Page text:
Sudan orchestrated Darfur crimes, U.N. mission says By Richard Waddington
Mon Mar 12, 3:39 PM ET
A U.N. human rights mission accused Sudan's government on Monday of orchestrating and taking part in gross violations in Darfur and called for urgent international action to protect civilians there.
The team, led by Nobel Peace Prize laureate Jody Williams, was dispatched by the United Nations Human Rights Council to investigate charges of widespread abuse in Sudan's vast western region, where observers say some 200,000 people have been killed since a revolt broke out in 2003.
"The situation is characterized by gross and systematic violations of human rights and grave breaches of international humanitarian law," the mission said in a report to the Council.
"The mission further concludes that the government of Sudan has manifestly failed to protect the population of Darfur from large-scale international crimes and has itself orchestrated and participated in these crimes," the 35-page report said.
While rebel groups were also guilty of serious abuses, the "principal pattern is one of a violent counterinsurgency campaign" being waged by government forces and their militia allies, the so-called Janjaweed, the report said.
The mission, which was refused entry to Sudan, urged the U.N. Security Council to take "urgent further action" to protect civilians, including through the deployment of peacekeepers.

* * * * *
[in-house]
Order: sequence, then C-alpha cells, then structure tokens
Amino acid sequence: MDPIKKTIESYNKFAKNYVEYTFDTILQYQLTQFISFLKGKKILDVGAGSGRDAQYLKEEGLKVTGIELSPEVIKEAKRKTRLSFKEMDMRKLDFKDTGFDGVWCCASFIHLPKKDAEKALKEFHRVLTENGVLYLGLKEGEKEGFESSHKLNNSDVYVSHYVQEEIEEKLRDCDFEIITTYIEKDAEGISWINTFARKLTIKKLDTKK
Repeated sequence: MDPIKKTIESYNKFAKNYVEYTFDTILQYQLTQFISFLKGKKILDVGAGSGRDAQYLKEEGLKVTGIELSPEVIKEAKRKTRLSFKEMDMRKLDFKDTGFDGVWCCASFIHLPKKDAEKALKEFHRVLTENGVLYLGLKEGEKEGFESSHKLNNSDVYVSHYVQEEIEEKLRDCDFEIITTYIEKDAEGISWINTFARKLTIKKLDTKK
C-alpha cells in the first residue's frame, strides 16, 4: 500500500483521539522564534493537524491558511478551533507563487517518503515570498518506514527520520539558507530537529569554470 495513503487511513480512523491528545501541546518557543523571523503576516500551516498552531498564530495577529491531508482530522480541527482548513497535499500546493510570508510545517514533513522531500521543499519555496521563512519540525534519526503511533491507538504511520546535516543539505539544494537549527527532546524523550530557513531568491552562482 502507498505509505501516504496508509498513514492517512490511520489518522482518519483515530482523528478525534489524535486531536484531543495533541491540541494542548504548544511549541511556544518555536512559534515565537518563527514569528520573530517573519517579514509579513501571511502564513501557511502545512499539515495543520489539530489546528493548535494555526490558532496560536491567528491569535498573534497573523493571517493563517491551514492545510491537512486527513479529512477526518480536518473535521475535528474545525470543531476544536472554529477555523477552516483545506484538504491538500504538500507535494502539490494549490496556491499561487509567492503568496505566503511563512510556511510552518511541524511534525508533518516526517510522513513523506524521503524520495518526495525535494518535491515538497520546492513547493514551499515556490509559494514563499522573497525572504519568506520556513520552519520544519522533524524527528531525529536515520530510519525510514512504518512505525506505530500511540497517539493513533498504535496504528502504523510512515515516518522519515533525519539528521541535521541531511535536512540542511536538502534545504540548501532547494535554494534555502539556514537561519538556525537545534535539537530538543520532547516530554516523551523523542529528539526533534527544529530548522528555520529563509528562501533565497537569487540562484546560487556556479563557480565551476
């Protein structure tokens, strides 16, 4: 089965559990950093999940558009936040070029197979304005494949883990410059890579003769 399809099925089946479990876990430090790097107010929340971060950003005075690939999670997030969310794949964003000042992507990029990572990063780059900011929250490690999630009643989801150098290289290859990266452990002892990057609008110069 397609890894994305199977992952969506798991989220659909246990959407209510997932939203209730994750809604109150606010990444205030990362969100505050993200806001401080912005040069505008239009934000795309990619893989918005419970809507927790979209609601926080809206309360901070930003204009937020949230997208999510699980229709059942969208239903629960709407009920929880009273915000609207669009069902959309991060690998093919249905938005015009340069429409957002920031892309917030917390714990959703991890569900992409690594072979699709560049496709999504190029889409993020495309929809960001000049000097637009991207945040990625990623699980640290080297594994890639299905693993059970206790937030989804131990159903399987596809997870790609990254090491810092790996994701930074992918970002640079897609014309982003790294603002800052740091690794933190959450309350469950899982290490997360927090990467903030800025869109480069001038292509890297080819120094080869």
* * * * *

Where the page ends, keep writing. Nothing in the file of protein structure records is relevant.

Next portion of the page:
The Sudanese government denies responsibility for abuses and blames them on rebel groups which refused a 2006 peace deal.
The Darfur violence, described as genocide by Washington, has killed tens of thousands of people and driven 2.5 million from their homes as rebels, charging the government in Khartoum with neglect, battle pro-government Arab militias.
Britain called a letter from Sudanese President Omar Hassan Bashir contesting a plan for U.N. peacekeepers in Darfur "a major setback" that the Security Council needed to discuss.
Bashir objected to indications the U.N. would share control with the African Union which has 7,000 under-financed troops in Darfur. Bashir's letter dashed hopes U.N. peacekeepers could be deployed soon, even in auxiliary functions, in Darfur.
"The letter is very disappointing," British U.N. Ambassador Emyr Jones Parry said. "It's a major setback, and is tantamount to a requirement for a renegotiation of some of the points in the ... package."
The Hague-based International Criminal Court (ICC) has summoned a junior government minister and a Darfur militia leader to answer war crimes charges in a first step toward bringing to trial those deemed responsible for atrocities, including mass rape and murder of civilians.
Khartoum, which says it will hold trials of its own, is adamant that it will not hand over anybody to face the court.
The decision to send the six-person team to Sudan was taken by the U.N.'s human rights watchdog only after a bitter debate. Some Arab and African countries on the 47-state body were unhappy at singling out Sudan for special attention.
The Sudanese government, which is resisting calls for a U.N. force, at first agreed to cooperate but then refused to issue visas to the mission.
The team traveled to Chad's border with Sudan, where the conflict in Darfur has spilled over, and to Addis Ababa, headquarters of the African Union.
One team member, Indonesia's ambassador Makarim Wibisono, withdrew when it failed to get access to Darfur.